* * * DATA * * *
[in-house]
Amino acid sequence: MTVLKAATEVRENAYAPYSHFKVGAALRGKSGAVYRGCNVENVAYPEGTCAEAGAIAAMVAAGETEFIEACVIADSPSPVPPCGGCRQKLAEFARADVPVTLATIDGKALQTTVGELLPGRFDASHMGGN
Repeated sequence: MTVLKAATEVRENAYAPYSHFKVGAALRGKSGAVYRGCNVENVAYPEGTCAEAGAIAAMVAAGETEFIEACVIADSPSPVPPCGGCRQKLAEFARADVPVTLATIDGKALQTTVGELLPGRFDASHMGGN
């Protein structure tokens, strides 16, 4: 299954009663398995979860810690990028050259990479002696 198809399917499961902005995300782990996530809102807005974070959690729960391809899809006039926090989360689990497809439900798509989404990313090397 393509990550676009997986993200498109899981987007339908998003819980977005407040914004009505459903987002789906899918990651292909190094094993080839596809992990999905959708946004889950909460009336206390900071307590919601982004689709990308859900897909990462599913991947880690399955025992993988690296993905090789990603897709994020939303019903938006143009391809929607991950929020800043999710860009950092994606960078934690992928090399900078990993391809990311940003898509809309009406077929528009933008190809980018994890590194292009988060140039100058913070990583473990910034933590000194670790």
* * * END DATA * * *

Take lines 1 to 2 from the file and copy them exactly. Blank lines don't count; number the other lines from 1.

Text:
[in-house]
Amino acid sequence: MTVLKAATEVRENAYAPYSHFKVGAALRGKSGAVYRGCNVENVAYPEGTCAEAGAIAAMVAAGETEFIEACVIADSPSPVPPCGGCRQKLAEFARADVPVTLATIDGKALQTTVGELLPGRFDASHMGGN